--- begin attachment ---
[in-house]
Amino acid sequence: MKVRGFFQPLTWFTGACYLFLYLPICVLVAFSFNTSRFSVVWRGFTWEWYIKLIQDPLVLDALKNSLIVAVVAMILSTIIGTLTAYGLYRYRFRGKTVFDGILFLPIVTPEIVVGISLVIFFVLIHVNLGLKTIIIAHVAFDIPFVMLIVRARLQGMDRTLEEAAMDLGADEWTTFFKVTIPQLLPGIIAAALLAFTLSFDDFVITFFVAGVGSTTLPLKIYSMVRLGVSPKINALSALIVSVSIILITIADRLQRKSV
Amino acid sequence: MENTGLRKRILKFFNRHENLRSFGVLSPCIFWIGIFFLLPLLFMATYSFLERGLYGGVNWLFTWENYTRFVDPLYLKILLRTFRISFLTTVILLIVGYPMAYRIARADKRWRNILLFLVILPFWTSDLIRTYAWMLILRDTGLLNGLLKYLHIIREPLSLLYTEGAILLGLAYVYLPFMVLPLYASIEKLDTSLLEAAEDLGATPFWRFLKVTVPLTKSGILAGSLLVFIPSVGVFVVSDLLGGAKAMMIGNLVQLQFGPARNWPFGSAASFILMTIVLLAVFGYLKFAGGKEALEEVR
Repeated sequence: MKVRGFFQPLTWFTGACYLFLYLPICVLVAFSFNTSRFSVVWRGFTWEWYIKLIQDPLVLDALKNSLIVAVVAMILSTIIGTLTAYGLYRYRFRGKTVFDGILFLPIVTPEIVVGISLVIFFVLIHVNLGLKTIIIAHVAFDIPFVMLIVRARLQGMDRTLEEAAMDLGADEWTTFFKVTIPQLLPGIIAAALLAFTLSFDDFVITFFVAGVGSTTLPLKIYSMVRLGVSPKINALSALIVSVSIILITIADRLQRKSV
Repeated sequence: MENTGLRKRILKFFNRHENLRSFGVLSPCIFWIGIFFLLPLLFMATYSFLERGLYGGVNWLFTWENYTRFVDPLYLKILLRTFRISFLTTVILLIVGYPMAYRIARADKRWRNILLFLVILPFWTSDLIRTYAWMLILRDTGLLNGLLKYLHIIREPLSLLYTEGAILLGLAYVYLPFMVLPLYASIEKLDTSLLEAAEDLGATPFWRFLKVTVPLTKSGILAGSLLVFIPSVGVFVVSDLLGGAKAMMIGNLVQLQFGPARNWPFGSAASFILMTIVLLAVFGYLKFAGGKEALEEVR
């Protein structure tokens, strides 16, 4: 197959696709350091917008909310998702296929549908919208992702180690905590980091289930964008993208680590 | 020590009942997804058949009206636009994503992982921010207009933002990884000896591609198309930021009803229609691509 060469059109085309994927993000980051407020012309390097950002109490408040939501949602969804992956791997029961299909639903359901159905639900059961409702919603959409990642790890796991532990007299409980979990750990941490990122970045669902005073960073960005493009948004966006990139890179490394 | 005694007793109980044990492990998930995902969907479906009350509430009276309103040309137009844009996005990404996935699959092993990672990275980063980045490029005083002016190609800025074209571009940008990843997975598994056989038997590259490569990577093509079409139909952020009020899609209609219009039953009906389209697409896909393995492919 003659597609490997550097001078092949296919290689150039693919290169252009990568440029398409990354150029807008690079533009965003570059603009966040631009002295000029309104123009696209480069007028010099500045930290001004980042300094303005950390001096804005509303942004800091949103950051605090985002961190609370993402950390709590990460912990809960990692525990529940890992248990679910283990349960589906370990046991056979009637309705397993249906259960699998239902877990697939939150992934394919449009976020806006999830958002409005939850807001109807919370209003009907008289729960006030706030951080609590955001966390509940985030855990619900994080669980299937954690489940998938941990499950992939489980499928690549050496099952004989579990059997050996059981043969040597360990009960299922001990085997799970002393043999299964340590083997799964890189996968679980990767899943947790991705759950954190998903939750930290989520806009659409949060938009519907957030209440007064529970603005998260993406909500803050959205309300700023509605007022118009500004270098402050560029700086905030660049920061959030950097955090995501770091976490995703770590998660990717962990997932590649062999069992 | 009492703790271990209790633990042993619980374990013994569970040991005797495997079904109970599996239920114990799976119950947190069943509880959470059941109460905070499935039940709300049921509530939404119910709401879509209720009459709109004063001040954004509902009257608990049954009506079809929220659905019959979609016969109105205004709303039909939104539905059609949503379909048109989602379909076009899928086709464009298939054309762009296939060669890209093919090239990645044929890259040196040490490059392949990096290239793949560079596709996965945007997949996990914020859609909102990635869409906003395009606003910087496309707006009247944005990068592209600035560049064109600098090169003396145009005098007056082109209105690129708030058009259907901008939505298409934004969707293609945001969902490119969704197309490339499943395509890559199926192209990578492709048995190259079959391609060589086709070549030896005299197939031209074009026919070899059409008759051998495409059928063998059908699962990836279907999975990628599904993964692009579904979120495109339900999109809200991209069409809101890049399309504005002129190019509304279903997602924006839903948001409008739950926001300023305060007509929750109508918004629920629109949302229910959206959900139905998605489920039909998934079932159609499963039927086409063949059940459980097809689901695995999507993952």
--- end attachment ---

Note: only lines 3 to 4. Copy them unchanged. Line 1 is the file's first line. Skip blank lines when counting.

Amino acid sequence: MENTGLRKRILKFFNRHENLRSFGVLSPCIFWIGIFFLLPLLFMATYSFLERGLYGGVNWLFTWENYTRFVDPLYLKILLRTFRISFLTTVILLIVGYPMAYRIARADKRWRNILLFLVILPFWTSDLIRTYAWMLILRDTGLLNGLLKYLHIIREPLSLLYTEGAILLGLAYVYLPFMVLPLYASIEKLDTSLLEAAEDLGATPFWRFLKVTVPLTKSGILAGSLLVFIPSVGVFVVSDLLGGAKAMMIGNLVQLQFGPARNWPFGSAASFILMTIVLLAVFGYLKFAGGKEALEEVR
Repeated sequence: MKVRGFFQPLTWFTGACYLFLYLPICVLVAFSFNTSRFSVVWRGFTWEWYIKLIQDPLVLDALKNSLIVAVVAMILSTIIGTLTAYGLYRYRFRGKTVFDGILFLPIVTPEIVVGISLVIFFVLIHVNLGLKTIIIAHVAFDIPFVMLIVRARLQGMDRTLEEAAMDLGADEWTTFFKVTIPQLLPGIIAAALLAFTLSFDDFVITFFVAGVGSTTLPLKIYSMVRLGVSPKINALSALIVSVSIILITIADRLQRKSV